The Big Cheat: How Donald Trump Fleeced America and Enriched Himself and His Family

David Cay Johnston. Simon & Schuster, $28 (288p) ISBN 978-1-9821-7803-1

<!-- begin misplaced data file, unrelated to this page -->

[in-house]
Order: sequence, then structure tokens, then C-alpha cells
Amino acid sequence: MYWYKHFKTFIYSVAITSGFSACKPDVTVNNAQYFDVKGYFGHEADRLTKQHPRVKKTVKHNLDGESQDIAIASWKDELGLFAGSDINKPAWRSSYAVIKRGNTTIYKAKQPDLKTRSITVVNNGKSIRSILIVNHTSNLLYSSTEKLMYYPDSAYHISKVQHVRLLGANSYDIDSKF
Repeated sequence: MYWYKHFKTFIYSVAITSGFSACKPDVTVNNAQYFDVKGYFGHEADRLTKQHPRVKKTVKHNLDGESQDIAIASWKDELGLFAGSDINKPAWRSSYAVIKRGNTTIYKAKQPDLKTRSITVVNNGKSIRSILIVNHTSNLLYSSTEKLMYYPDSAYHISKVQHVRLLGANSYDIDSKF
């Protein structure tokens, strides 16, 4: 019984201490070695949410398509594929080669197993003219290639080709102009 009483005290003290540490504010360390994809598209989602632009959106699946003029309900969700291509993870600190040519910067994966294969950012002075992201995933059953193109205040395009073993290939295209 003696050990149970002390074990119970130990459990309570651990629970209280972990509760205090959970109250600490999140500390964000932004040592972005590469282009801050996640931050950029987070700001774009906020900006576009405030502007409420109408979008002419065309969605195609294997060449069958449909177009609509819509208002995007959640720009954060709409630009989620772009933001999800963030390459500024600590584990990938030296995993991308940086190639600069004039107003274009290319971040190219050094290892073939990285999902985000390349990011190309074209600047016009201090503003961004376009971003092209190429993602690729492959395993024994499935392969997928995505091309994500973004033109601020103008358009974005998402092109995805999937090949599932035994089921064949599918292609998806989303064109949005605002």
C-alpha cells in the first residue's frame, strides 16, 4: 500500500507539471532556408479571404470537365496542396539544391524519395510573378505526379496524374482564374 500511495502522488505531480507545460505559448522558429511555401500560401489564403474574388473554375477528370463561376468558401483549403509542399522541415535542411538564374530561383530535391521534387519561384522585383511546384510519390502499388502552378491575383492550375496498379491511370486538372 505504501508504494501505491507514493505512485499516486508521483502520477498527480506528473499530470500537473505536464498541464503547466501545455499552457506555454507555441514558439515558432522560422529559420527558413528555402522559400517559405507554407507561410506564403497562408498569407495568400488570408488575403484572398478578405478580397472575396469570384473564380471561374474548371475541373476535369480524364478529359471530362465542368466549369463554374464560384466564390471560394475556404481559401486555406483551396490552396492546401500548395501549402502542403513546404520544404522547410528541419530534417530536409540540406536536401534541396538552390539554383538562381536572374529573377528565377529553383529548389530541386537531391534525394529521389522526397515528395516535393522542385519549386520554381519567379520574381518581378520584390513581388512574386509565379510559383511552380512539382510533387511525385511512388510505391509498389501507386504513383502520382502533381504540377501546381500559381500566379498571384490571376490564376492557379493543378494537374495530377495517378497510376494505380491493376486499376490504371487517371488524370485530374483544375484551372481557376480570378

Pulitzer winner Johnston (It’s Even Worse Than You Think) delivers a damning portrait of how “Donald Trump, his extended family, and his cronies... used his presidency to get richer, to set up lucrative future opportunities, and to escape their own financial quagmires.” Alleging that Trump’s modus operandi is to “promise the moon, the sky, and the stars, and then deliver rocks and sand, if that,” Johnston documents the stiffing of contractors and business partners; the suspicious awarding of tax breaks, building permits, and other “goodies” to Trump Organization development projects in the Dominican Republic and India; and the surreptitious overcharging of supporters who thought they were making one-time contributions to Trump’s efforts to overturn the 2020 presidential election. Most of the details are well-known to followers of the news, but Johnston weaves them into a cogent account of endemic corruption within the Trump Organization and the Trump administration, and he unearths a handful of new and telling episodes, including the story of how Trump got thrown out of New York City mayor Abe Beame’s office in 1977 for physically threatening Beame over the Commodore Hotel project. The result is a devastating roundup of malfeasance. Agent: Alice Martell, the Martell Agency. (Oct.)